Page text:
There is the possibility that the engine ban could be lifted if, Rogozin has said, Russia was guaranteed that they wouldn't be used "in the interests of the Pentagon", but that won't reassure Nasa - and since the ISS has now become a bargaining chip in US-Russian relations, it gives us a worrying view of a return to a space race we had thought had finished long ago.

Ian Steadman is a staff science and technology writer at the New Statesman. He is on Twitter as @iansteadman.

Getty
Show Hide image

The polls are bad, but Jeremy Corbyn’s office has a secret weapon

How a shake-up of the leadership team has steadied nerves at the top of Labour. 

If polling had existed back in 1906, Jeremy Corbyn quipped at one recent strategy meeting, the Labour Party would never have got started.

As far as Labour’s direction is concerned, it is that meeting at four o’clock every Monday afternoon that matters. The people who attend it regularly are the Labour leader, his aides, the shadow home secretary, Diane Abbott, and the shadow chancellor, John McDonnell, as well as the party’s election co-ordinator, and their respective aides.

In recent weeks, the meetings have been stormy affairs, and not only because the numbers from the party’s own pollsters, BMG Research, mirror the uniformly bleak picture from the public polls. There is also concern over Karie Murphy, Corbyn’s office manager. Murphy is highly rated by Corbyn for having brought increased intensity and efficiency to the leader’s office. Corbyn often struggles to deliver bad news in person and appreciates that Murphy will intervene on his behalf.

Her intensity is not uniformly welcomed. “She could start a fight with her own reflection,” in the wry words of one friend. An argument with Jon Trickett – the Hemsworth MP whose unusual career trajectory took him from being a parliamentary aide to Peter Mandelson to the inner sanctum of Ed Miliband’s leadership and finally to the role of election co-ordinator for Corbyn – led to Trickett going on a two-week strike, recusing himself from vital meetings and avoiding any contact with Murphy.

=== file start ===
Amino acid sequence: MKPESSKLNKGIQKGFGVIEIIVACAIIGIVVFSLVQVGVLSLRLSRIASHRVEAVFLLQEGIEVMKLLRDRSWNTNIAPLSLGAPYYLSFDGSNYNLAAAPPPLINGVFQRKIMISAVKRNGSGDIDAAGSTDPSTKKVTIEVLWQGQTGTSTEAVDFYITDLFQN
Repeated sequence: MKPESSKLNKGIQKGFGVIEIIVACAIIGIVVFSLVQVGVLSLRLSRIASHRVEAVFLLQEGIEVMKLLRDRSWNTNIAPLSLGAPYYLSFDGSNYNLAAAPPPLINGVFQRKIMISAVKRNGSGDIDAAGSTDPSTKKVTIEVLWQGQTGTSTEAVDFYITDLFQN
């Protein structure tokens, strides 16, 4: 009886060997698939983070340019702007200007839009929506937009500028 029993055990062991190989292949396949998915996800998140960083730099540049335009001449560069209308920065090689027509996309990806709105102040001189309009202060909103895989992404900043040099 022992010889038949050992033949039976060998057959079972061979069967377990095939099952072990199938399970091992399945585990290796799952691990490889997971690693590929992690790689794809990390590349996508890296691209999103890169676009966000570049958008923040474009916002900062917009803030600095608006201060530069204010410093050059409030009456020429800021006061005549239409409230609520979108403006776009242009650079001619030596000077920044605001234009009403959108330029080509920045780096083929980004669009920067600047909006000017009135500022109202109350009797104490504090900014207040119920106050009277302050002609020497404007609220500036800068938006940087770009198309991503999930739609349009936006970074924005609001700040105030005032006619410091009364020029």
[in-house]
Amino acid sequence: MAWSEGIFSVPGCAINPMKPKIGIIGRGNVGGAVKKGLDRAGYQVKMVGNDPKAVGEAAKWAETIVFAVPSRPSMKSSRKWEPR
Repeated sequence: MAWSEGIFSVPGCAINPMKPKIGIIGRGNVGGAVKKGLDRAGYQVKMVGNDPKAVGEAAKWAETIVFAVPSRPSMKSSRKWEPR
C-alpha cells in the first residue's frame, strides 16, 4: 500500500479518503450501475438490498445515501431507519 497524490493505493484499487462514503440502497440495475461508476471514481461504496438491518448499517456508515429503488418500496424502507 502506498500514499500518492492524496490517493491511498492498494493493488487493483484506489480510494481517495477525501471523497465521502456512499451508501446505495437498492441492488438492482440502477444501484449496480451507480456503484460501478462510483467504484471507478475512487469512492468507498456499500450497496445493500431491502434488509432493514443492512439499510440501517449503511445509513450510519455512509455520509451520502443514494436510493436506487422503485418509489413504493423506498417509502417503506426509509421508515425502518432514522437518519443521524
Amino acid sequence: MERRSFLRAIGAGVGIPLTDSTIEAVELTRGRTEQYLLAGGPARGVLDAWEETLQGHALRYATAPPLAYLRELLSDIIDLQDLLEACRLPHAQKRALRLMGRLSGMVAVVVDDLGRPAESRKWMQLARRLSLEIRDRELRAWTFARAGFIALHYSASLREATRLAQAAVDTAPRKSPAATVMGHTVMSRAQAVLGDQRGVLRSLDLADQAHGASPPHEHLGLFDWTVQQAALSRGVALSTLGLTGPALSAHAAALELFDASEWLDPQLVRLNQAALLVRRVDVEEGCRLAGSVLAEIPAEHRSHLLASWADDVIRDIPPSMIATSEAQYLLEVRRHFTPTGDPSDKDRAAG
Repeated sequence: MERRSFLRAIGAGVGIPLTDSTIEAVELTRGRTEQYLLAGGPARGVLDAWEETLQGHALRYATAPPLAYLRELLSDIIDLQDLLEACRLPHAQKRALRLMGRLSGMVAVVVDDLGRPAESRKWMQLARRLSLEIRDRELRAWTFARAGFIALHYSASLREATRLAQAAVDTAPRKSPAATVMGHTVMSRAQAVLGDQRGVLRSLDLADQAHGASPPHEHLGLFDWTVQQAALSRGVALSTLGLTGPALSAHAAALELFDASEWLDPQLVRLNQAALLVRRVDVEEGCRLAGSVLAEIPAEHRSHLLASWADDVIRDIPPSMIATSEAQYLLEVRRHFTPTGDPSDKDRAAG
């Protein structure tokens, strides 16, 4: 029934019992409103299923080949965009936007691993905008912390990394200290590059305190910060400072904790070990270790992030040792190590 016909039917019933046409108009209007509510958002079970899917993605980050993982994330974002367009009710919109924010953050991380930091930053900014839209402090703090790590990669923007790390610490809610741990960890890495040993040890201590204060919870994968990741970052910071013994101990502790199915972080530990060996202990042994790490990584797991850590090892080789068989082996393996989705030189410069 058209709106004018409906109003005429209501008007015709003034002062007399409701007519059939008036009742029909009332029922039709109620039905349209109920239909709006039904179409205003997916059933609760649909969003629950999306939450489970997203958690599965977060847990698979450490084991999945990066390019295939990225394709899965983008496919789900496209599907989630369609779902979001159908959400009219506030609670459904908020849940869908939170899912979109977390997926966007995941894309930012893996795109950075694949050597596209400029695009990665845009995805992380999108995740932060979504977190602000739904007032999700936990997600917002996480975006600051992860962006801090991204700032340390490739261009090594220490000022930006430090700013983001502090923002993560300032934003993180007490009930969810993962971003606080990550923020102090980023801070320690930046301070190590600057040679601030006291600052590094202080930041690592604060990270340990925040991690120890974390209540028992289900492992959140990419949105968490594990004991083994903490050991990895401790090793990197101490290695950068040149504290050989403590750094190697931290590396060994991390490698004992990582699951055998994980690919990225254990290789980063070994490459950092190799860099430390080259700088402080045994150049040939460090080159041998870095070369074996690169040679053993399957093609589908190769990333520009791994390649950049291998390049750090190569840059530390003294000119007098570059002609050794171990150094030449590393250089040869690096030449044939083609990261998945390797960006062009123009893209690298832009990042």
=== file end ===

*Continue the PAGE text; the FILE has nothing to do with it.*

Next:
That row eventually led to Trickett being stripped of his role and banished from the Monday meeting. Murphy had a similar turf war with the campaigns director, Simon Fletcher, which culminated in Fletcher resigning on 17 February. In a letter to staffers, he called on the party to “keep the promise” of Corbyn’s first leadership bid, a period when Fletcher was central and Murphy had yet to start working for the Labour leader.

All of which, in better political weather, would simply be part of the back-and-forth of office politics. However, set against the backdrop of unease about by-elections in Stoke-on-Trent Central and Copeland, and a series of unhelpful leaks, it adds to a sense of vulnerability around the leadership. One loyalist shadow cabinet minister calls it “the most dangerous time” for Corbyn since he was first elected leader.